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Killing Imperils Irish Peace Process; 2 Held

November 11, 1994|From Associated Press

BELFAST, Northern Ireland — Police arrested two Irish Republican Army suspects Thursday after gunmen killed a postman in a botched robbery, sending shock waves through Northern Ireland's fragile peace process.

The killing was the first in the British-ruled province to be linked to the IRA since it announced a cease-fire in August, but the group denied breaking its pledge.

Ireland's justice minister, Maire Geoghegan-Quinn, rescinded plans to release jailed IRA prisoners early. The first two inmates would have been released today.

In a statement to Belfast media, the IRA said its cease-fire meant "a complete cessation of military operations. All our units were instructed accordingly. This position has not changed."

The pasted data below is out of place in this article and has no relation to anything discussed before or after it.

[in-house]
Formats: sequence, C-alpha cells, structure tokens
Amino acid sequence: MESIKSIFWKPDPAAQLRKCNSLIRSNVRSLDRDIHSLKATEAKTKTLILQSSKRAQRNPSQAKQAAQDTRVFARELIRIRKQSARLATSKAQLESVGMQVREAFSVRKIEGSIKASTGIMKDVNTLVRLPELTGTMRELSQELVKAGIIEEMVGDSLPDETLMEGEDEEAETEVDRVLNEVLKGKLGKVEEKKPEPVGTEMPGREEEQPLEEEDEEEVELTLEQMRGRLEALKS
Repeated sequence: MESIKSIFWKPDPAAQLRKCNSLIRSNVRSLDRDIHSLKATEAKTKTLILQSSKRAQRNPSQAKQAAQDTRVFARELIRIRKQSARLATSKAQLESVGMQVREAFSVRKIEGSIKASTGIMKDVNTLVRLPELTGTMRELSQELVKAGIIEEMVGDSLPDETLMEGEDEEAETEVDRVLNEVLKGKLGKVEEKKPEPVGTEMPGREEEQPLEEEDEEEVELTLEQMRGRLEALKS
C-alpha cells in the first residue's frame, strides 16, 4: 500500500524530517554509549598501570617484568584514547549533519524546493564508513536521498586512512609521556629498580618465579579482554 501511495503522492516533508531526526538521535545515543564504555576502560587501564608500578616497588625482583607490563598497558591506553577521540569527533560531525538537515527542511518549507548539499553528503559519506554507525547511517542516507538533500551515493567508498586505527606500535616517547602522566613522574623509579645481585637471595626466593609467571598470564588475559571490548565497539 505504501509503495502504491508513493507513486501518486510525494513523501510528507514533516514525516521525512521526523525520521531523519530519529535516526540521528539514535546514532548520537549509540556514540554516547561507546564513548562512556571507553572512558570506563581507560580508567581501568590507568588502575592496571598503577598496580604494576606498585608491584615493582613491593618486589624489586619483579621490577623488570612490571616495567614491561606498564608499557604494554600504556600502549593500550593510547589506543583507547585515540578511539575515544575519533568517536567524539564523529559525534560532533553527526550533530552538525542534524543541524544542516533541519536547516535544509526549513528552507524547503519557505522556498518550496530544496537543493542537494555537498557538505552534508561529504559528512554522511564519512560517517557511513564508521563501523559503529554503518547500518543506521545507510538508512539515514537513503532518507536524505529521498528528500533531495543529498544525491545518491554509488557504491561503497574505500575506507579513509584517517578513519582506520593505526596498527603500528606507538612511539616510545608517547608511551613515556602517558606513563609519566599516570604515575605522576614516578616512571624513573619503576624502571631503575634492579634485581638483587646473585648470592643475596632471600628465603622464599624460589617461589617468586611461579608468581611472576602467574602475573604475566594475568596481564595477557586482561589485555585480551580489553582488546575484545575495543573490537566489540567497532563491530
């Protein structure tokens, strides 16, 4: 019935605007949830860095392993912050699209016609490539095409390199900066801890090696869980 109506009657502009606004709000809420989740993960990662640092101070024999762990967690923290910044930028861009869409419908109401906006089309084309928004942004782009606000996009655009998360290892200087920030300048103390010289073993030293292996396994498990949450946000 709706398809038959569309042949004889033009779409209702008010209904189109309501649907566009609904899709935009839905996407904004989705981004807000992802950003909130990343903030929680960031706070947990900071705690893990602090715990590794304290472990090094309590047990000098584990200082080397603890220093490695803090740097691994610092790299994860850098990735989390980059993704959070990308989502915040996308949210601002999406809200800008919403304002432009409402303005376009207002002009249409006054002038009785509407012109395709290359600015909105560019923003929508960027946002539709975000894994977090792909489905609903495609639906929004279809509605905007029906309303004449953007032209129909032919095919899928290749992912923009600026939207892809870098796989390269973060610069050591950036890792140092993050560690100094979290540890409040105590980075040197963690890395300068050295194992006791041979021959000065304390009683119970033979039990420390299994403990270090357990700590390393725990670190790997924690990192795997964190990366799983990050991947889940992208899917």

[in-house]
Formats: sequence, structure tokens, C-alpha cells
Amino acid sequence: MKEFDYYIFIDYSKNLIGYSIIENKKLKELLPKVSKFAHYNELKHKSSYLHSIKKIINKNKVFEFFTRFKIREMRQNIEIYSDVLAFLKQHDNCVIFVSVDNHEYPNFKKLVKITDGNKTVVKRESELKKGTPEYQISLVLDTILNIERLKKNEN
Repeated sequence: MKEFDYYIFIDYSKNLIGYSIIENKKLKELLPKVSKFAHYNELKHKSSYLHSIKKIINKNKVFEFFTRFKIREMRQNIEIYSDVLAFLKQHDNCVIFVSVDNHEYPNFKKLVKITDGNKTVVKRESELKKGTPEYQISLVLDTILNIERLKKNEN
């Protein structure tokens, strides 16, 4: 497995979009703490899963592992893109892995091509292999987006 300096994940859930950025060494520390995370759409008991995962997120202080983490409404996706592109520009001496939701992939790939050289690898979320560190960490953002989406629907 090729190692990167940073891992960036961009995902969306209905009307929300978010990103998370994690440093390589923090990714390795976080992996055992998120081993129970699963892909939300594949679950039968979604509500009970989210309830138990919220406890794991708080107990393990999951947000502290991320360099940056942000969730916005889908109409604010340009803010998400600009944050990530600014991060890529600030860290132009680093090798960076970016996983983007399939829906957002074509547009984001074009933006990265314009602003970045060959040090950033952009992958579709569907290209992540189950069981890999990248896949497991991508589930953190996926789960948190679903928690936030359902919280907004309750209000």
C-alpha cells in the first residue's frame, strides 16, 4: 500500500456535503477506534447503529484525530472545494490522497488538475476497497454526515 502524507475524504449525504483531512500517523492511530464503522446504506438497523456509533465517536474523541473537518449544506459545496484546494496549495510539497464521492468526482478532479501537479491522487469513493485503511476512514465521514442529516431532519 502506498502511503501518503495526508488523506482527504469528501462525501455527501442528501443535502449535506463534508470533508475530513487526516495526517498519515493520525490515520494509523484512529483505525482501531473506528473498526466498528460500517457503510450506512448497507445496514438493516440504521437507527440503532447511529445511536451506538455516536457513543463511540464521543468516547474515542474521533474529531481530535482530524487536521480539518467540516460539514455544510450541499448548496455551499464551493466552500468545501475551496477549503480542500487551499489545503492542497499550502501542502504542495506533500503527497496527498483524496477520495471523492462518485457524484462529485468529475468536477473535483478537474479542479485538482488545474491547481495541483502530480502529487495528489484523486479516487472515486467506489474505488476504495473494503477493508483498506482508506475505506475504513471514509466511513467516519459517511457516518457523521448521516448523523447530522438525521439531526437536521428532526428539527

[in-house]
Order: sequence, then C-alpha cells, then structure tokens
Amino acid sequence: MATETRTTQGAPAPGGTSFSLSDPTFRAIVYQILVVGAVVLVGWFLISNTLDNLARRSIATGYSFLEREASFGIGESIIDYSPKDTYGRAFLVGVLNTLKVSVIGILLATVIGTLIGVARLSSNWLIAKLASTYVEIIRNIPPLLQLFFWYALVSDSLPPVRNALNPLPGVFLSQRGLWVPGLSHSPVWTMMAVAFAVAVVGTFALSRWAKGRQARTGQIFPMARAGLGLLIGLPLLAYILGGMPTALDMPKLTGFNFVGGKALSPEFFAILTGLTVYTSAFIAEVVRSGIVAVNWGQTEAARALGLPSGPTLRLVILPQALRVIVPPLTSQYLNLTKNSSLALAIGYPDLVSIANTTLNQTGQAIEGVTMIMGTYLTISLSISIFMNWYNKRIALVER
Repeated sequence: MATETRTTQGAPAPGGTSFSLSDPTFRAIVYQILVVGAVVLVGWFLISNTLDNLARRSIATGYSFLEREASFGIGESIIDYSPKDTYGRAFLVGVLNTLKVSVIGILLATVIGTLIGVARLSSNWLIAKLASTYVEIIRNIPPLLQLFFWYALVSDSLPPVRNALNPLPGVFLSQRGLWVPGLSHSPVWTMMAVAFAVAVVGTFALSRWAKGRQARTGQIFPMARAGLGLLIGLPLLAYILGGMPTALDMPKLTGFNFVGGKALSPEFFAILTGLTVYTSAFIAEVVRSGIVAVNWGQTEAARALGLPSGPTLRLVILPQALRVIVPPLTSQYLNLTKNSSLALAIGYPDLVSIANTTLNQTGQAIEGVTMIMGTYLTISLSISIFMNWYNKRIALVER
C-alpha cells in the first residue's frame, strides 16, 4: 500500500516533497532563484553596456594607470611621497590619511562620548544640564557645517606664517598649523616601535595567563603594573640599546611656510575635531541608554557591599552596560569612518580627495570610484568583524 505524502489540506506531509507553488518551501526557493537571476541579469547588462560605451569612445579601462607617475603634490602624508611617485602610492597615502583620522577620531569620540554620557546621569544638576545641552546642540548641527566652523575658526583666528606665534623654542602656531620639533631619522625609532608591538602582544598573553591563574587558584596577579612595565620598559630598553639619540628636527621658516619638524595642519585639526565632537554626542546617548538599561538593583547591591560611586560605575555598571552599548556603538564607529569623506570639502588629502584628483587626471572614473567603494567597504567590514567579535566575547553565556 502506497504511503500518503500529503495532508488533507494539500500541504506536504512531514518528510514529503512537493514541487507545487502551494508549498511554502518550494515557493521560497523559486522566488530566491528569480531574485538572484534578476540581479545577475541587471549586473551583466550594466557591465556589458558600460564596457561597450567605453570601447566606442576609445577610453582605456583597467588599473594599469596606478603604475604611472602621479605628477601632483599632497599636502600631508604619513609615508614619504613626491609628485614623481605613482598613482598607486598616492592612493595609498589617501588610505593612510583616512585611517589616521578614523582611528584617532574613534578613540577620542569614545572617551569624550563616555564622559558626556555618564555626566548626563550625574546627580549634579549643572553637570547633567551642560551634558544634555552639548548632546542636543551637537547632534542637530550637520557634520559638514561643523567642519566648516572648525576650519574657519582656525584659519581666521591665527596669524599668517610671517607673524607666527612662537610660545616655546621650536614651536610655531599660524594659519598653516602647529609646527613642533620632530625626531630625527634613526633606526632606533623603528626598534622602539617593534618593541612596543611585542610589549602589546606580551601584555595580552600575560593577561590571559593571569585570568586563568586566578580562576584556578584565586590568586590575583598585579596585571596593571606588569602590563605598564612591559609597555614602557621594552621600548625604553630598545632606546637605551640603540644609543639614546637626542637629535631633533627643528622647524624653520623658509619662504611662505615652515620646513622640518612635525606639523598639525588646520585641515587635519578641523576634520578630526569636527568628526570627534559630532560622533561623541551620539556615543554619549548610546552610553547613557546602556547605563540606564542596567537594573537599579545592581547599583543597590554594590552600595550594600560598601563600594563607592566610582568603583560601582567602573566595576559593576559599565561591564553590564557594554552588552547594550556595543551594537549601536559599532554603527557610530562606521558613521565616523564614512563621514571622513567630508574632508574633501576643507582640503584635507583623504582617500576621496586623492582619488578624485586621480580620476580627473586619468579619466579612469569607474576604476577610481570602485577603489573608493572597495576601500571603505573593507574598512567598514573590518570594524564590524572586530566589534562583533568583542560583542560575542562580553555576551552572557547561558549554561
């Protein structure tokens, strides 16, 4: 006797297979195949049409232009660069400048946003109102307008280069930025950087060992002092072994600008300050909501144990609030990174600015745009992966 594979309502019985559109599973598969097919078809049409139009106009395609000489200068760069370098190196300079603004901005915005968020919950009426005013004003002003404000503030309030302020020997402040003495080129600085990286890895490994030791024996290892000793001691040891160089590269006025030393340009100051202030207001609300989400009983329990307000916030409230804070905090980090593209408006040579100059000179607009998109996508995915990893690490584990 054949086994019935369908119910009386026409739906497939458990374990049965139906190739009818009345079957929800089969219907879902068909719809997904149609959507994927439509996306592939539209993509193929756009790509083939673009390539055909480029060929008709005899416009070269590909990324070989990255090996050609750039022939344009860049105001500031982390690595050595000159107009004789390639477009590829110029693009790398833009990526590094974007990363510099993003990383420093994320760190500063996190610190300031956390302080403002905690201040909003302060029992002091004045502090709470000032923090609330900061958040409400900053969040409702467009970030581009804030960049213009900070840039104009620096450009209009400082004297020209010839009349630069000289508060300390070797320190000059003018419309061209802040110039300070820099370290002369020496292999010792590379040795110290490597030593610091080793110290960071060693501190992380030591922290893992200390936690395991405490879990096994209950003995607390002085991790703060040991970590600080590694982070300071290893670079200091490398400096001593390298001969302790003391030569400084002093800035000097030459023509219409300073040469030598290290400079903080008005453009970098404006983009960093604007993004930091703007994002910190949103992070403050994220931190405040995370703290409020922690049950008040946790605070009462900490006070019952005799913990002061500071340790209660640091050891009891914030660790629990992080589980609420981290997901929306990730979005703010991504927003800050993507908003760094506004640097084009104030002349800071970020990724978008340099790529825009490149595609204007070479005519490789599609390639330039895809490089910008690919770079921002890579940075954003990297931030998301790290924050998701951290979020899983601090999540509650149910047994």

But the killing of Frank Kerr, a 54-year-old Catholic, confirmed to the British and Irish governments that the IRA-Sinn Fein movement could not control all its activists.

Geoghegan-Quinn said police intelligence confirmed that at least one well-known IRA member was involved in the attack at the post office in Newry, 30 miles south of Belfast near the Irish border.

"So therefore, of course, the position is all changed," she said.

Before the truce, the IRA had robbed so many post offices, the distribution point for welfare payments, that some offices were closed.

In the latest incident, three gunmen drove into Newry's new central post office Thursday in a van painted like a British postal vehicle. They tied up several employees at gunpoint.

Kerr tried to resist and was shot in the head and back, police and witnesses said.

The trio was unable to steal any money and escaped in a hijacked post office van. Police arrested two men near the van after it was abandoned in Meigh, a village southwest of Newry. Army units combed the area by helicopter in search of the third suspect.

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